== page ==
By Stephen Young
By Stephen Young
By Stephen Young
By Jim Schutze
By Rachel Watts
By Lauren Drewes Daniels
Meatpacking racket: Legal resident workers who are displaced by illegal alien workers ("Ground Meat," by Megan Feldman, April 5) can bring charges against their employer through the RICO Act (Racketeer Influenced and Corrupt Organization) for conspiring to lower wages. Meatpacking used to be a very good-paying job with benefits and a union. A longtime friend of my husband's, who is retired from a meatpacking job, made more money than my husband, who is an electronics engineer! If our friend had to work now at meatpacking, he would not even have a job!
Employers and their lackeys, the corrupt politicians, have to be brought to account for this abuse of the American worker and the taxpayers who have to subsidize this cheap labor with social services. The proposed guest-worker amnesty will not remedy this situation, since it will provide an unending supply of taxpayer-subsidized cheap labor as those already here demand higher pay and benefits and are in turn displaced by new arrivals.
We American workers need to take our country back from the greedy merchants and the corrupt politicians.
Laguna Woods, California
Ooey-gooey: Jim, anyone who has lived in Dallas a fair amount of time has probably had occasion at one time or another to enjoy the Blow experience ("Steve Blows," March 29). I'll never forget my first time. He had written a column about Michael Jordan. It was a gushy, sickly-sweet, gooey piece about "his Airness." Not that I have anything against Michael Jordan...any more than I have anything against Muhammad Ali, Babe Ruth or Pele. My problem was that his article pretty much stated known facts about the man, something to the effect of, "Michael Jordan, in my own opinion, is a basketball God." I guess prior to Blow's column, this was in dispute. Thankfully, Steve helped resolve this dilemma. It was now official. No doubt the executives at Nike finally breathed a sigh of relief.
Insightful, revealing, perceptive, provocative, and informative are adjectives that will never be used to describe Steve Blow.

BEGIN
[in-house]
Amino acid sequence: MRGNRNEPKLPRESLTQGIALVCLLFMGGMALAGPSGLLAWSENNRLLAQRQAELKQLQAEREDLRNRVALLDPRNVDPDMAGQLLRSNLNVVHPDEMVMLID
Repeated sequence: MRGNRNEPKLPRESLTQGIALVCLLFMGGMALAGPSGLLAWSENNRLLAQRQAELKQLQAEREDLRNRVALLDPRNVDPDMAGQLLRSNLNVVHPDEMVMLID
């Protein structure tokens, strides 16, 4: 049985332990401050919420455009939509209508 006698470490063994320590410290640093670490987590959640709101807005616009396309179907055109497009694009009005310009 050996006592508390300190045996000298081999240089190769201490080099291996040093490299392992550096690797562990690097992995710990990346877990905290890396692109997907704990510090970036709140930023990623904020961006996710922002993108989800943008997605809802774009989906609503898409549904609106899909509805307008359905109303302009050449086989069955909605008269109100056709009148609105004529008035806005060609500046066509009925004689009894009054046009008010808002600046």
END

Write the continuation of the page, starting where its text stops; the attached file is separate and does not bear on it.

However, if you need someone to polish your apple, Blow's your man. The fact that he has remained at The Dallas Morning News these many years, without the benefit of any journalistic talent, bespeaks talents in other arenas. From his writings, they're not hard to fathom.
Your problem: The image of black folks is always distorted on the Dallas Observer's front cover. Is this due to a software issue, a hardware issue or is it just the editor's issue?
Narcel Gerard Reedus
Assistant Professor of Film
University of Texas at Arlington
Beware the free concert: I just wanted to write and apologize first for the rude and utter disrespect to the writer who wrote the article on Panic ("Widespread Yawning," by Darryl Smyers, March 22). Although you did say some pretty harsh things about Panic, please don't let that be a reflection of all Panic fans. I feel you are entitled to your own opinion. I am also writing you this letter to let you know what you are getting yourself into with the free show. Last time Panic played a free show was in Athens, Georgia, in 1999, and more than 100,000 people attended, and this was in downtown Athens. So if you're planning on having this show in a measly parking lot, you might want to rethink your plan. Once again, my deepest apologies to the writer for some of the comments. Panic fans love their band and will go to great lengths to defend them.
As if: It's amusing that you thought your April Fool's joke would be believed ("Panic Attack," by Jonanna Widner, March 29). I'm sure LOTS of people believed that Widespread would condescend to play at the Dallas Observer. It's really quite sad that people have to put down something that they don't understand, or even try to understand. Many of the accusations in your articles are baseless. I'm not going to call you a "piss-soaked turd loaf." I don't think that the people who did should have. Nonetheless, when false accusations and broad generalizations are made toward a large group, you can expect some hostility. Not to mention that stereotypes and generalizations are by definition indications of ignorance. I would hope in future articles that you would attempt to do some research, rather than just lighting a fuse in an attempt (albeit successful) to get readership.
Avoid Dallas: Wow—it is sad that you don't have anything else better to write about than something you know nothing about, which is the band Widespread Panic. While I will admit some fans are extreme and cross the line, you sound like a defenseless child in chiming back with your petty little April Fool's joke. You fail to realize that by Widespread Panic playing in your city, it probably helped the area's economy and does a lot for the music scene there. Why don't you write about that instead of bashing something you don't even understand or care to? I hope the band does not play in your city anymore, because if you want to publish something negative about them in your paper, then they don't need to play for the city of Dallas.